September 19, 2017

Powerful Medicine

We are pleased to introduce you to author Jerilyn Marler. Jerilyn has a special attachment to the Military and has written a terrific book addressing the concept of separation anxiety experienced by so many families. Her book, Lily Hates Goodbyes, touches on the emotions children have faced and illustrates several ways of coping. She wrote this book for her grand daughter. Don’t we all wish we had someone who would write such a special book for us? Well, she did, and it’s here!

Guest Blog by Jerilyn Marler

What is the value of a heart-to-heart connection between child and parent? We all agree it’s priceless. Now consider how beyond priceless that connection is when the child and parent are oceans apart. The United Through Reading Military Program delivers those connections daily.

Scott (my son) and Amanda learned about the United Through Reading Program during a pre-deployment preparedness meeting. They took Lily, their four-year-old daughter, to a used bookstore and together they selected six books. During the deployment, Scott sent home three DVDs, each with two videos of Daddy reading a story to Lily. You can imagine the happy dancing and excitement for Amanda and Lily when each DVD arrived. They would sit together and watch and listen—drinking in the sight and sound of the man they love so dearly and who was so dreadfully far away.

When Lily met her Dad at the pier, she had no qualms about jumping into his arms. Seeing him read to her while he was gone helped to prepare her.

“Hi, Lily. It’s your Daddy. Do you remember me?” Scott said at the beginning of one DVD. “Yes! Hi Daddy!” Lily said, bouncing on the couch. She would often talk to the television Daddy, answering questions posed in the story and commenting on the illustrations. The interaction was immediate and real to her. That’s incredibly powerful medicine for a little heart that is swamped with sadness because Daddy is away.

Once the book reading was done, Scott used available recording time to simply talk to Amanda and Lily. He shared what he could about his life aboard ship, talked about how much he missed them both, and described his anticipation of being together again. That’s powerful medicine for a wife who is aching with loneliness for her husband. On one of my visits with Lily and Amanda, I got to watch the DVDs with Lily. Lily buzzed around the living room, wired with excitement to see and hear Daddy again. I was filled with pride and love. That’s powerful medicine for a mom who is missing her son.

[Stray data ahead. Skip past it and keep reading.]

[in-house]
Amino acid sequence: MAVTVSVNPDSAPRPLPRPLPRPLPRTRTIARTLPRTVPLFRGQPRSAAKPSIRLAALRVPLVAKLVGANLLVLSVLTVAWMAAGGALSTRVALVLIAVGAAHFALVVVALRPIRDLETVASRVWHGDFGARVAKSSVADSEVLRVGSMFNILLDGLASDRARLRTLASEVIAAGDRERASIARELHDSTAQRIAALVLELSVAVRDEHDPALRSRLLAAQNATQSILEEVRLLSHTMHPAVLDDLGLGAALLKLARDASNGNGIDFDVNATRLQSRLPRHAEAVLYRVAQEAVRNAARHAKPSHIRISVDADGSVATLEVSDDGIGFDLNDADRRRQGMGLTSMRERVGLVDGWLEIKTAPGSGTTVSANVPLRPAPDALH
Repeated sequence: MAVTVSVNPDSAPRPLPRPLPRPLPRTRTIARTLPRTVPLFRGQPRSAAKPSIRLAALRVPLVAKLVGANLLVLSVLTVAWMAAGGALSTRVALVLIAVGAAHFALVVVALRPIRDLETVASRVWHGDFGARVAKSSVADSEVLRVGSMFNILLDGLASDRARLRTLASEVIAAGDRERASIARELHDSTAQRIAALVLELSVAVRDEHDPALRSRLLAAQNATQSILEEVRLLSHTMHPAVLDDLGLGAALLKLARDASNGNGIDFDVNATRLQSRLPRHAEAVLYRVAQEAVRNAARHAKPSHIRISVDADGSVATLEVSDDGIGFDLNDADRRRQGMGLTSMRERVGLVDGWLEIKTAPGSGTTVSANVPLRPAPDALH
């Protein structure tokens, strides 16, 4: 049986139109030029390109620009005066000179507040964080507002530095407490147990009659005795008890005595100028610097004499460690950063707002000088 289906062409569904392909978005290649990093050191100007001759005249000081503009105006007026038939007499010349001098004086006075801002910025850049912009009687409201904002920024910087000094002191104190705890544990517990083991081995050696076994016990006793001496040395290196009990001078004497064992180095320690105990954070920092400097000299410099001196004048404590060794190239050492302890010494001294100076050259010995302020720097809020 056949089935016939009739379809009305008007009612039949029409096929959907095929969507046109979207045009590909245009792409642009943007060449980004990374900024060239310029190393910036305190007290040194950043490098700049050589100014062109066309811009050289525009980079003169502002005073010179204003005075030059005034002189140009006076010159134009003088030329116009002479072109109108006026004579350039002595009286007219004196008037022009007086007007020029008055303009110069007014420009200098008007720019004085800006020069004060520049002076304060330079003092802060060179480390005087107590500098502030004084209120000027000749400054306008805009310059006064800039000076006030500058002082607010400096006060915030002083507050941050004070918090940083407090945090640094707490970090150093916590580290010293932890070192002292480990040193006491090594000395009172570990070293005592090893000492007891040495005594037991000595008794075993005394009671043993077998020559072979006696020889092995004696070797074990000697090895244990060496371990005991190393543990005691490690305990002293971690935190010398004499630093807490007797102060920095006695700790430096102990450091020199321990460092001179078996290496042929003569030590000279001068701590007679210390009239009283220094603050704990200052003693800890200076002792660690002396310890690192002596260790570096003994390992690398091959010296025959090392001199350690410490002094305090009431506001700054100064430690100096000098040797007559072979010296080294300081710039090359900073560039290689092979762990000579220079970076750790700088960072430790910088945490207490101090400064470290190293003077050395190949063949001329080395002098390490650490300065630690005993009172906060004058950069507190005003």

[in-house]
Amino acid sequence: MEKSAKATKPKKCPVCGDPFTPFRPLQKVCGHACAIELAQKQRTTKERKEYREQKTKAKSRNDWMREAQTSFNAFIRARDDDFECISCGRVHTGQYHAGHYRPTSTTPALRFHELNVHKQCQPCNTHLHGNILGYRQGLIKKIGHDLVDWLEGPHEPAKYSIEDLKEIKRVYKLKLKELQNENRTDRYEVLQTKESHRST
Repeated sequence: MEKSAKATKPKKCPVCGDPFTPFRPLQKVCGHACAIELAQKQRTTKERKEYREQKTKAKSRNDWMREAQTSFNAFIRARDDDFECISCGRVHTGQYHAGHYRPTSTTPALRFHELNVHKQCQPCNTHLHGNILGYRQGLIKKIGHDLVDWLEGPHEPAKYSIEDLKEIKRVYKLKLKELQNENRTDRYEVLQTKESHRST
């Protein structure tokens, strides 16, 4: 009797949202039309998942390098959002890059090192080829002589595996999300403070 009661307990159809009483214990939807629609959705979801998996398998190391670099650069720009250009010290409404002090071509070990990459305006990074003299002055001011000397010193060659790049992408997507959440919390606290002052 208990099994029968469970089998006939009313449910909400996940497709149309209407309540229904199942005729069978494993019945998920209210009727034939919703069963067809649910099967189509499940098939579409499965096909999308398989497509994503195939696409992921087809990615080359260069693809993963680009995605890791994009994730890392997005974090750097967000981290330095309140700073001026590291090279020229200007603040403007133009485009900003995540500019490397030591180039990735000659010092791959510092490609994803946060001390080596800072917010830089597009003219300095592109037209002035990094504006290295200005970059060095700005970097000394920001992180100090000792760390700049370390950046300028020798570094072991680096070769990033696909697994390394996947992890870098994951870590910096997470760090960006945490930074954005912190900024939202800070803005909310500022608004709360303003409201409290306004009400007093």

Every time Scott had to leave—even for relatively short trips as the ship prepared for an upcoming long deployment—Lily’s pain was palpable. I lived through separation grief as a child, so it was with a highly personal awareness that I sought to help Lily cope. I wrote Lily Hates Goodbyes especially for her. I decided to make it public after I saw how much it helped my darling granddaughter. Shortly after Scott’s long deployment began, I published Lily Hates Goodbyes on I want all young military children to receive the reassurance and validation and hope of Lily’s story.

I was thrilled when two representatives of the United Through Reading Military Program contacted me shortly after publication: one for the program specific to my son’s ship, the USS MOMSEN, and one for the national program. They asked to include my book in their reading lists. My answer: “LetmethinkaboutitYES!” Accompanied by a happy dance. I’m so honored that my book is part of this superb program.

I recently asked Lily what was the best part about the DVDs. “Seeing Daddy!” she said with certainty. “Oh, and hearing him! Seeing him and hearing him.” Powerful medicine, indeed.

Author Jerilyn Marler with her granddaughter, Lily, the inspiration for Lily Hates Goodbyes.


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On Facebook: Lily-Hates-Goodbyes